First molecular simulation of a long DNA strand shows unexpected flexibility

It turns out that sequencing the human genome determining the order of DNA building blocks -- has not completely cracked the code of how DNA directs various cellular processes. In addition to the sequence of the base pairs, the instructions are in the packaging how DNA is folded within a cell.

Virginia Tech researchers used novel methodology and the universitys System X supercomputer to carry out what is probably the first simulation that explores full range of motions of a DNA strand of 147 base pairs, the length that is required to form the fundamental unit of DNA packing in the living cells -- the nucleosome. Contrary to a long-held belief that DNA is hard to bend, the simulation shows in crisp atomic detail that DNA is considerably more flexible than commonly thought.

The research is published in the December issue of the Biophysical Journal, in the article A Computational Study of Nucleosomal DNA Flexibility, by Jory Zmuda Ruscio of Leesburg, Va., a Ph.D. student in the Genetics, Bioinformatics and Computational Biology Program at Virginia Tech, and Alexey Onufriev of Blacksburg, assistant professor of computer sciences and physics at Virginia Tech. They have been invited to do a platform presentation at the 51st Biophysical Society Annual Meeting in Baltimore in March.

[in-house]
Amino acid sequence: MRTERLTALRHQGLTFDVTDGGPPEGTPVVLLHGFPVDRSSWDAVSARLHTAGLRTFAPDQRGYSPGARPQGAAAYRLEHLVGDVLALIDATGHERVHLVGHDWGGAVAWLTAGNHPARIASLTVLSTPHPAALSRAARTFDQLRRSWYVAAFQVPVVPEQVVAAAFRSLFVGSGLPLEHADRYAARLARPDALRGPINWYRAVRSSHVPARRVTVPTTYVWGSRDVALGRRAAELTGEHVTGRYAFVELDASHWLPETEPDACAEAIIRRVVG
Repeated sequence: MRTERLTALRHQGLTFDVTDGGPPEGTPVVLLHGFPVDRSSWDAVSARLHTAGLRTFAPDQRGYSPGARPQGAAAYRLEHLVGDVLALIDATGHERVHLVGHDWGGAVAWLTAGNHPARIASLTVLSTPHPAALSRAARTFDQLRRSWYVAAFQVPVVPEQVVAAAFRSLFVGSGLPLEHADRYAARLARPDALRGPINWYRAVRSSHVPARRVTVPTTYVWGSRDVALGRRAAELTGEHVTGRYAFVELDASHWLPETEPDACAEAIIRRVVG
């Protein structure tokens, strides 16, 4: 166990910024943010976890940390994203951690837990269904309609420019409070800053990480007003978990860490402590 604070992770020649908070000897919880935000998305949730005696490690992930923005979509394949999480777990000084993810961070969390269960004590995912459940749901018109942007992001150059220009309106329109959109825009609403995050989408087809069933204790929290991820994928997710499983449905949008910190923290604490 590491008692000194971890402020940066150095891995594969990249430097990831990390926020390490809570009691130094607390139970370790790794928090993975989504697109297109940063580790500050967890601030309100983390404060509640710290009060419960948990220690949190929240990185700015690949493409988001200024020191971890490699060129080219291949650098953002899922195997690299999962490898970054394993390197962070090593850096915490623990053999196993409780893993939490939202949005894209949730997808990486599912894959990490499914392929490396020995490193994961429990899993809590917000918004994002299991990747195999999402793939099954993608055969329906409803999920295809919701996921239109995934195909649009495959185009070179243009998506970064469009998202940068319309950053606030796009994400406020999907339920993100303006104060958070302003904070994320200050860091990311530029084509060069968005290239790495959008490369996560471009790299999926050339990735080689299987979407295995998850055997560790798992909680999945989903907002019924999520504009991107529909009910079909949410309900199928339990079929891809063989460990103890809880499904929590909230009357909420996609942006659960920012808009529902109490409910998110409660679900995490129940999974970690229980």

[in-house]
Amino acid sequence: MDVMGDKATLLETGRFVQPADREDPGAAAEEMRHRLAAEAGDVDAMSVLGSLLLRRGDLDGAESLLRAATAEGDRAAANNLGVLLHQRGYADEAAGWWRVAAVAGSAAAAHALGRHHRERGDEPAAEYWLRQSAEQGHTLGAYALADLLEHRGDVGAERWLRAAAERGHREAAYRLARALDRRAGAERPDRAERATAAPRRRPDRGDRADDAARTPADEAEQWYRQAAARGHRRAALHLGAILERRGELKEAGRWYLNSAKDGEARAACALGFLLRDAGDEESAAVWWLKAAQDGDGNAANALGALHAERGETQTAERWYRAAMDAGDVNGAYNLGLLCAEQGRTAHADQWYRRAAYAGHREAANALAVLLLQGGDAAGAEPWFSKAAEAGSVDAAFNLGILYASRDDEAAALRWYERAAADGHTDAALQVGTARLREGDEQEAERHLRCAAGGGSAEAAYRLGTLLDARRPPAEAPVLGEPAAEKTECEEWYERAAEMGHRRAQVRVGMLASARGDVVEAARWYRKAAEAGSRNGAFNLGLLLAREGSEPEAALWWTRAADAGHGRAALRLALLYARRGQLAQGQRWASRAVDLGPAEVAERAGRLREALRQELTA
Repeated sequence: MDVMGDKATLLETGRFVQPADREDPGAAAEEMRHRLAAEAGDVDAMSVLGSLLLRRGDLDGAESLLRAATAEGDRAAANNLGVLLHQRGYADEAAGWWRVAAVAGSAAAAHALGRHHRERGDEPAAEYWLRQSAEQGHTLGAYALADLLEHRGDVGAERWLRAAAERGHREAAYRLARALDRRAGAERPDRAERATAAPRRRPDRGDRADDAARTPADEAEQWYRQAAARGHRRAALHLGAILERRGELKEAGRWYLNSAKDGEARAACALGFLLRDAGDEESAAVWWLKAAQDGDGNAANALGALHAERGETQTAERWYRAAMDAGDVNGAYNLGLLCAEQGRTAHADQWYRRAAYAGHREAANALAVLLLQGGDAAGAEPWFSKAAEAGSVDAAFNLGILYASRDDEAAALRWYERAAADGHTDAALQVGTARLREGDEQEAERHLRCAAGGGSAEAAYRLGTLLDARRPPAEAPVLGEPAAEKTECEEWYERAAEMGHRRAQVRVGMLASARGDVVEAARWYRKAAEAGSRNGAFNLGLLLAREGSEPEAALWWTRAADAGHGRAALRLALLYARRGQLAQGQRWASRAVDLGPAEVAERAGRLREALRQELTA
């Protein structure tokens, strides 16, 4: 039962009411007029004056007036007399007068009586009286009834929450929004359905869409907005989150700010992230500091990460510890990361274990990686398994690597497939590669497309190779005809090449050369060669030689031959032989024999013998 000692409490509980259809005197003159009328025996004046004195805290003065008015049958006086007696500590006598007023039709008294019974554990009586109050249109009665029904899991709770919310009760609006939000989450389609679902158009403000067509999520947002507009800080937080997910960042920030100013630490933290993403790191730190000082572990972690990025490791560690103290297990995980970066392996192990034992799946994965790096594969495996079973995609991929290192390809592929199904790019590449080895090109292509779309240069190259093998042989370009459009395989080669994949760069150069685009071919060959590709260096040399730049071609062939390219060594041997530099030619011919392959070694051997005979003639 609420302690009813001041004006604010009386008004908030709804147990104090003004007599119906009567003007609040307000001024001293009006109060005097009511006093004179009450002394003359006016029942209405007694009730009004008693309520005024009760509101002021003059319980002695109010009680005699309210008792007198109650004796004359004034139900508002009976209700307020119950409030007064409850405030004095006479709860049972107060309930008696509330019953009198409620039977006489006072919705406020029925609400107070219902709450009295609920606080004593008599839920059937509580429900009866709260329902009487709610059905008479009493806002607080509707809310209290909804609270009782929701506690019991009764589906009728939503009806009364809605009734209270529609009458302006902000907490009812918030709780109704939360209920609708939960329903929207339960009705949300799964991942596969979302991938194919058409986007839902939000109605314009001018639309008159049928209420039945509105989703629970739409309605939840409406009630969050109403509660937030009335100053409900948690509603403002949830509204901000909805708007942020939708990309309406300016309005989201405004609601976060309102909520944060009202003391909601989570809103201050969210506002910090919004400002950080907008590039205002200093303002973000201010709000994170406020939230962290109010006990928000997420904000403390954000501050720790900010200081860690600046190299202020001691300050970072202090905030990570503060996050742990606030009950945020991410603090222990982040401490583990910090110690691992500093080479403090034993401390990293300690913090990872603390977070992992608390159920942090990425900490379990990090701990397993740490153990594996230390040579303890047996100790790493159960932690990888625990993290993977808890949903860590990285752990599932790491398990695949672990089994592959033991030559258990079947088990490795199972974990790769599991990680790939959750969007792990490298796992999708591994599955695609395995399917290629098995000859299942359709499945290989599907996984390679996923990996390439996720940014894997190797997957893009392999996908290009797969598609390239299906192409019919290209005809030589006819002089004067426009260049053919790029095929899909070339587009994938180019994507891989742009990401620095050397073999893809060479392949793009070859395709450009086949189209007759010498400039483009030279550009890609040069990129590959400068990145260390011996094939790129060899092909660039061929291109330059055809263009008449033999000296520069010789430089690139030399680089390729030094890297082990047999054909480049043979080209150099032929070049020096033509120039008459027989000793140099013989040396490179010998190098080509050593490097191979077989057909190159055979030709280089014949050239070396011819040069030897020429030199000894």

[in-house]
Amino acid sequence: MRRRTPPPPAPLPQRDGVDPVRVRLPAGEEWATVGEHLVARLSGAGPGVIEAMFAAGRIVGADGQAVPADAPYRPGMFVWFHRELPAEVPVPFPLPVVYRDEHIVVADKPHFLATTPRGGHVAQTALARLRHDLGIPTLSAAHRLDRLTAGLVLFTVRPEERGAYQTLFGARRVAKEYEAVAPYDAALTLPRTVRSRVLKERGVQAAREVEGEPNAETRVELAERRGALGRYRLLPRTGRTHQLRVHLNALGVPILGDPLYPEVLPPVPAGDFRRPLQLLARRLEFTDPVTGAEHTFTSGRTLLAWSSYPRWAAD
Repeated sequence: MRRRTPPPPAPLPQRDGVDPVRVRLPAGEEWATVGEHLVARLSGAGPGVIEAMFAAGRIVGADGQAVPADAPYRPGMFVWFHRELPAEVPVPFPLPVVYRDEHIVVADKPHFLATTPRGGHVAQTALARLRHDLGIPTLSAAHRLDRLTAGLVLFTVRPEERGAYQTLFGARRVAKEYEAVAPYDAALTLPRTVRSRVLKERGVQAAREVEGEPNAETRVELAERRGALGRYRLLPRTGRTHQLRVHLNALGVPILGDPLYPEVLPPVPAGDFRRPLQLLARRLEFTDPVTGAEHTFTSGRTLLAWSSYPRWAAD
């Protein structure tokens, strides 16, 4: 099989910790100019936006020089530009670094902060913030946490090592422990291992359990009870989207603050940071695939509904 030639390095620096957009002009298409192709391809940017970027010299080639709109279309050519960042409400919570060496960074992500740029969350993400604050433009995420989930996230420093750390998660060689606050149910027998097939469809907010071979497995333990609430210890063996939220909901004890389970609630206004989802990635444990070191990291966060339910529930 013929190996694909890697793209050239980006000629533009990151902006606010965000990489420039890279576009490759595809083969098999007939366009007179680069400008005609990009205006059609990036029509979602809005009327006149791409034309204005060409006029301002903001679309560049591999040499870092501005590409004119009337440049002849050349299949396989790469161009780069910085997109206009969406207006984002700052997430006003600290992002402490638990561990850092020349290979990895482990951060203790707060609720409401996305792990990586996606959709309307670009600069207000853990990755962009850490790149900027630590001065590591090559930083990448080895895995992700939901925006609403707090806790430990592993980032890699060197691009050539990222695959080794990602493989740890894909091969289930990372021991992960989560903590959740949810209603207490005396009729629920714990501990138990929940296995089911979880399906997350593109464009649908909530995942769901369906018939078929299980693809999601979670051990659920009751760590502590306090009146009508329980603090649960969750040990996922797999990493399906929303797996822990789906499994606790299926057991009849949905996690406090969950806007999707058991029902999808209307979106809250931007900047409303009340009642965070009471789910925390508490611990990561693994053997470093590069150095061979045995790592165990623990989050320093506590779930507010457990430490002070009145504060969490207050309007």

There is about 12 feet of DNA in a human cell but it is packaged into nucleosomes lengths of 147 base pairs each wrapped around eight special proteins. A nucleosome looks kind of like the lumpy beginning of a rubber-band ball. Or maybe more like a lumpy worm coil. Uncoiled, the worm wiggles, flexes, and even kinks, according to a simulation performed on System X.

As we know from watching forensic detective shows on TV, the DNA in all of an individuals cells is identical. The DNA in fingernail cells is exactly the same as in muscle. Yet the cells are different. This is because, roughly speaking, the DNA in different cell types is packed differently

Contact: Susan Trulove
Virginia Tech

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